note: updated 12/26/10 with pictures!
Our sole focus in Siem Reap was really to see Angkor Wat, as with most visitors, but we were lucky to cram our planned destinations in our first 36 hours, which left us plenty of time just to wander the town. Here are some of the highlights:
First the food: When we first arrived, we ate at a nice, comfy restaurant called Champey. It offered traditional Khmer fare, but was a bit pricey vs "local" menus (the far simpler restaurant across the street offered meals for $1USD while our meal came to over $20). We had Siem Reap sour soup, amok (local coconut curry flavour) with fish, and bar fish with vermicelli in a clay pot, which had a lovely onion sweet both. It really hit the spot as we were starving from landing after lunch. The restaurant, like many in town, offers AC upstairs, but we were happily cool sitting downstairs in the open restaurant. Champey was also our first realization that Siem Reap operates in USD - there was no need to change money!
Our 2nd day in the city was our visit to Angkor, which started at 5AM. We had a breakfast stop after the sunrise back in town at a Chinese-Cambodian restaurant called Thida Spean Neak. We were happy to wolf down a delicious hot breakfast: I had Chinese noodle soup with shrimp (which ironically, boasted the flavour of "Cambodian noodles" I have often had at pho restaurants in Calgary). The noodles were some of the best I've had - in addition to the great soup flavour I love, the egg noodles were freshly made...I suppose that is a great side benefit of eating food where ingredients are made fresh everyday because preservatives/freezers are not so common. Tony had a local dish, loc lac, which consisted of beef cubes marinated with a black pepper gravy, served with rice and a fried egg. We made a second trip back to this place on our way out of Siem Reap (around the corner from our hotel) and although I had different noodles, they were still incredibly fresh and the broth very tasty. This was definitely an unexpected, yet simple, highlight the city!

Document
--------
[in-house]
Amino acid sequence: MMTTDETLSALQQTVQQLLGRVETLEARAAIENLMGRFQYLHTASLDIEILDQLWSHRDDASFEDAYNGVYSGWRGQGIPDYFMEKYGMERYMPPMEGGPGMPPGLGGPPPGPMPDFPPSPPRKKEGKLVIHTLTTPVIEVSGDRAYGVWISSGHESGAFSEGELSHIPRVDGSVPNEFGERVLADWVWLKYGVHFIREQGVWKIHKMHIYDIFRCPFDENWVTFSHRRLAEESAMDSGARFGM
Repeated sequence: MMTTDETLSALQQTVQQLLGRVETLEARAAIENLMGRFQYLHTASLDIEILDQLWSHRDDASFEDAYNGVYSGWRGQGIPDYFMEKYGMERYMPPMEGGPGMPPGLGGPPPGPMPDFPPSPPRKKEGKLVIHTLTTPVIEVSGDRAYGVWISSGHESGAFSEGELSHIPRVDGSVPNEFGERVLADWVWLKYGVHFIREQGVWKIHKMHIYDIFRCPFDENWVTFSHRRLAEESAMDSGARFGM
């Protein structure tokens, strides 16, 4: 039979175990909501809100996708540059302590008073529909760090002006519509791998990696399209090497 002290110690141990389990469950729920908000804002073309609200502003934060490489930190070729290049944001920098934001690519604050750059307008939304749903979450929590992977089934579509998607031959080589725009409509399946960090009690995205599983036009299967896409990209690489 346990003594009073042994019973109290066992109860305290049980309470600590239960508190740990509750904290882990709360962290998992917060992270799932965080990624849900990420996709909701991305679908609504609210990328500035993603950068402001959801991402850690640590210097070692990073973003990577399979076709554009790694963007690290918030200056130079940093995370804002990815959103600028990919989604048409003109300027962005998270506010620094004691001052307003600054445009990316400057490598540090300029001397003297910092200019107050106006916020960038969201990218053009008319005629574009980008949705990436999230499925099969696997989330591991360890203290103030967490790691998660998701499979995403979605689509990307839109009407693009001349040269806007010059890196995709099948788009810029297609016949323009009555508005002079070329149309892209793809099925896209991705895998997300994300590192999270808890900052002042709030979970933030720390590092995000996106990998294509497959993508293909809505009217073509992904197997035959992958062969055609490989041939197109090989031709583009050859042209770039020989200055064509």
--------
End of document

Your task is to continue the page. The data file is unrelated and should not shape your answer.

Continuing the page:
Our day of hanging out in town started with lunch at Red Piano on Pub Street (or Bar Street) in town. This entire lane is filled with restuarants targetted at tourists - there is almost always AC upstairs, and always an English menu (with some propped up prices as well). We chose the Red Piano because I was sold by the Tomb Raider drink on the menu, created in honour Angelina Jolie who visited while filming. Although I did not end up having the drink, the restaurant was good - I had crab fried rice which was hot and tasty. It never ceases to amaze me that food that sounds so unhealthy comes rather light on oil vs what we usually get in North America.
After lunch, we wandered up and down the few lanes of Siem Reap. A great discovery were the cute boutiques in The Alley, one street over from Pub Street. The lane is quiet and lined with many individual and unique shops, not just tourist trinkets and souvenirs. I will warn you that these unique designer items also came with Western prices. Two of my favourites were the cheeky store Poetry and jewlery from Garden of Delight. It was great just to wander in and out of the local designer shops, a nice escape from the heat and the hustle of the rest of town.